Michelle Yeoh, Martial Arts and the Universe: Inside the Crazy Movie of the Year | Movie theater

There’s a series that Michelle Yeoh delivers on Everywhere Everywhere All at Once that certainly resonates with everyone today: “Too busy today – no time to help you.”

Our internet is broken. Flooded with information (and misinformation), we are overwhelmed and emotionally exhausted. Alerts ring all the time, scrolling never ends. We seek solace not in others but in our devices – gateways to the content bubbles of our community.

“There’s something in modern life that’s like a multi-universe story,” says Daniel Scheinart, the half-duo known as Daniels. “Everyone is in their own little universes. We all connect on social media and discover these subcultures that are sometimes really beautiful and fascinating, sometimes nightmarish and loaded with conspiracies. It’s a very confusing experience. “

This confusion is the basis for Daniels’s Everything Everywhere All at Once, which already inspires a shortness of breath praise: Announced as the first major film of the year, it almost immediately became Letterboxd’s highest-grossing film only due to its limited release (not to mention ticket numbers and their exhausted theatrical activities rarely seen before Covid) .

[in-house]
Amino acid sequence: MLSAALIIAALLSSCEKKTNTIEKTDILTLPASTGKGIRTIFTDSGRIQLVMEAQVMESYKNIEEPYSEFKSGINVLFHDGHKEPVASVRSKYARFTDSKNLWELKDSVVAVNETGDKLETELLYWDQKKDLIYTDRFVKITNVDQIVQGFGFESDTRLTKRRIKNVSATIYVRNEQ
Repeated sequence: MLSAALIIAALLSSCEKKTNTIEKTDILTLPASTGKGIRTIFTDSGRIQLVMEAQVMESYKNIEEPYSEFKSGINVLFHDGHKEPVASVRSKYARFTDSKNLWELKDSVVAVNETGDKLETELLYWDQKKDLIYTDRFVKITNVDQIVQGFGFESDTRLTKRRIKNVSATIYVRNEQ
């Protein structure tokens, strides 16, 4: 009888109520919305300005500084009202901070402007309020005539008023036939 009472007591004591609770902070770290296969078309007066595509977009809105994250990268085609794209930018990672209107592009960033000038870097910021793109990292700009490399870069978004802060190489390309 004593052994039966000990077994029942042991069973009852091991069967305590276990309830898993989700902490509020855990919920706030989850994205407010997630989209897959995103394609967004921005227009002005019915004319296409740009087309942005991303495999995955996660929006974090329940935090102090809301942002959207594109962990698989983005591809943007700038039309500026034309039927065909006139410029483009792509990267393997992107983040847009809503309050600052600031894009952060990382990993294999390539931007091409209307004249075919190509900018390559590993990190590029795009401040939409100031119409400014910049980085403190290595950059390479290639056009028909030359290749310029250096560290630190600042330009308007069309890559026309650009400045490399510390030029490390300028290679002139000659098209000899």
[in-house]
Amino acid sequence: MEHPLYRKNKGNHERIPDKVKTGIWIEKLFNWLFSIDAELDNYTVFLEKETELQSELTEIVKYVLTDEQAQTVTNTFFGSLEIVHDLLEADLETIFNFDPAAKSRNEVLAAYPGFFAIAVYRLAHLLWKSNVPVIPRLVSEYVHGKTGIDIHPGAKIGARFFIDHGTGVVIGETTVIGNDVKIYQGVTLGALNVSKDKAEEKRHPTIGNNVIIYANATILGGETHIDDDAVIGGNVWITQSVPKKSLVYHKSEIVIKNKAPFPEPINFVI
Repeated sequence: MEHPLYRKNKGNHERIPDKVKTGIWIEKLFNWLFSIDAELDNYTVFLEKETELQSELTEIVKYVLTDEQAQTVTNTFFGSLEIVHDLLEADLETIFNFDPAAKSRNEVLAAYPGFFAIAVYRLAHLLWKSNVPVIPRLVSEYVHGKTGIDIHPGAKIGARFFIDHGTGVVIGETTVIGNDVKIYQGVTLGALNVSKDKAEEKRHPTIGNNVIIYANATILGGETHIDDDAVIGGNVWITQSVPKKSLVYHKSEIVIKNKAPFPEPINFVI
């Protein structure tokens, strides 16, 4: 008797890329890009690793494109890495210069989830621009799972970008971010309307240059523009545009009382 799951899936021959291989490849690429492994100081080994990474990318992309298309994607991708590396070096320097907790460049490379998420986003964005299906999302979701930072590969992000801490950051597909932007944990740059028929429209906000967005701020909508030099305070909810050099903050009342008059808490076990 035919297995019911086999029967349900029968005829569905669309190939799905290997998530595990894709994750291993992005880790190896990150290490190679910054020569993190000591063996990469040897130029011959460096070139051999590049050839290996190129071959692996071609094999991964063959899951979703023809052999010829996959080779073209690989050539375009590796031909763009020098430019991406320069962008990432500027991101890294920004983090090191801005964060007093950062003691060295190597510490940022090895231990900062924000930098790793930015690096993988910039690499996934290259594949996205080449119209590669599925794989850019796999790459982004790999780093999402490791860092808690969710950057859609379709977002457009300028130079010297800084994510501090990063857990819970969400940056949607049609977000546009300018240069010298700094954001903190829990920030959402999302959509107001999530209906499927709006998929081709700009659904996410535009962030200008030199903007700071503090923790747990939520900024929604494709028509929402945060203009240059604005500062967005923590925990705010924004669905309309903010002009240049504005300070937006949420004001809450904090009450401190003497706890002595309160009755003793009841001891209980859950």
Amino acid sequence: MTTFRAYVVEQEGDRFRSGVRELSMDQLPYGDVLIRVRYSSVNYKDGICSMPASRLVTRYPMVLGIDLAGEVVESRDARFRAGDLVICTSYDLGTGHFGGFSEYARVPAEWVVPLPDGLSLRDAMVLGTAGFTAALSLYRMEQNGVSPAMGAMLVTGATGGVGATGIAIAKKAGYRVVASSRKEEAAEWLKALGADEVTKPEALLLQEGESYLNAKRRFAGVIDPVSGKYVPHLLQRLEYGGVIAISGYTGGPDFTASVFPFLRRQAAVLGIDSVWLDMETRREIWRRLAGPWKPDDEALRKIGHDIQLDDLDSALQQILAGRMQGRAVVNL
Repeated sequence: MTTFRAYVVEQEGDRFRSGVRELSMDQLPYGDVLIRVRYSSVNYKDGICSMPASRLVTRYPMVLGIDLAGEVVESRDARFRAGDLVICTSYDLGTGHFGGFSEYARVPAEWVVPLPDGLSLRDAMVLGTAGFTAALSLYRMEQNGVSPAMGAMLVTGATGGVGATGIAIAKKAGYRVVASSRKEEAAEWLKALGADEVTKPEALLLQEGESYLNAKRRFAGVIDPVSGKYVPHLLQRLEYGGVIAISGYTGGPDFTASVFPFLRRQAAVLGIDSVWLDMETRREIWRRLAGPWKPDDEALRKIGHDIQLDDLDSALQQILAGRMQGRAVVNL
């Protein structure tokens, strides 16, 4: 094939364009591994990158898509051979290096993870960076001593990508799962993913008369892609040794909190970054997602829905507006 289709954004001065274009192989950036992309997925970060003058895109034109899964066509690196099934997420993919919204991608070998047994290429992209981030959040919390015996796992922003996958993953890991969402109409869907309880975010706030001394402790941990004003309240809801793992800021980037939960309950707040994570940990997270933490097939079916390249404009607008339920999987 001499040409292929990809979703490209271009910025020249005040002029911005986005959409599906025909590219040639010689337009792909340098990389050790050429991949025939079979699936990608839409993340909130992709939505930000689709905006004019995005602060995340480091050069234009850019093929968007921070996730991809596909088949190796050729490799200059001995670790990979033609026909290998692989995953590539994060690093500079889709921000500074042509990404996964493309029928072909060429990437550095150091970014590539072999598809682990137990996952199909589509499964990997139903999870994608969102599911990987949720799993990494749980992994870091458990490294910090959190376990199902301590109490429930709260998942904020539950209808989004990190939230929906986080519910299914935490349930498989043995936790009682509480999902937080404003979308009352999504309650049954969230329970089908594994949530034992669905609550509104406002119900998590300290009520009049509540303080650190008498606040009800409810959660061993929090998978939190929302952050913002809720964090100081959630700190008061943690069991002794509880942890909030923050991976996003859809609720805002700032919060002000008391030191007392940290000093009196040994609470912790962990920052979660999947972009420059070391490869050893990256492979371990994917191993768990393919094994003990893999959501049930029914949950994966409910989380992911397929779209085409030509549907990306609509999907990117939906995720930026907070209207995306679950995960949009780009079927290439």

Harry’s laundry owner Evelyn (Yeah, in a career-setting role) is at the bottom, with her relationship with her husband (Ke Huy Quan, on a brilliant comeback) and daughter (Stephanie Hsu) almost irreparably, when a The dreaded encounter with a ruthless IRS agent (Jamie Lee Curtis) reveals the existence of an endangered multiverse that only Evelyn can save. Such a synopsis favors a manic, crazy film full of pop culture references, enviable bodily humor and impressive kung fu choreography that also manages to be truly moving, inspiring an incredible optimism that confirms the supremacy of goodness in the face of blackness and humanity. of zeroing-bagel. All they say is, as many say, the title works.

After the 2016 Swiss Soldier, Scheinert and Daniel Kwan set their sights on making their own version of The Matrix. In both their characteristics, human bodies manage to transcend their realistic mortal forms, turning them into vessels for something far greater than what they can do in real life. This stems from the directors’ shared love for dance and natural comedy, which became a valuable vocabulary between the couple, which began as music video directors telling stories without dialogue.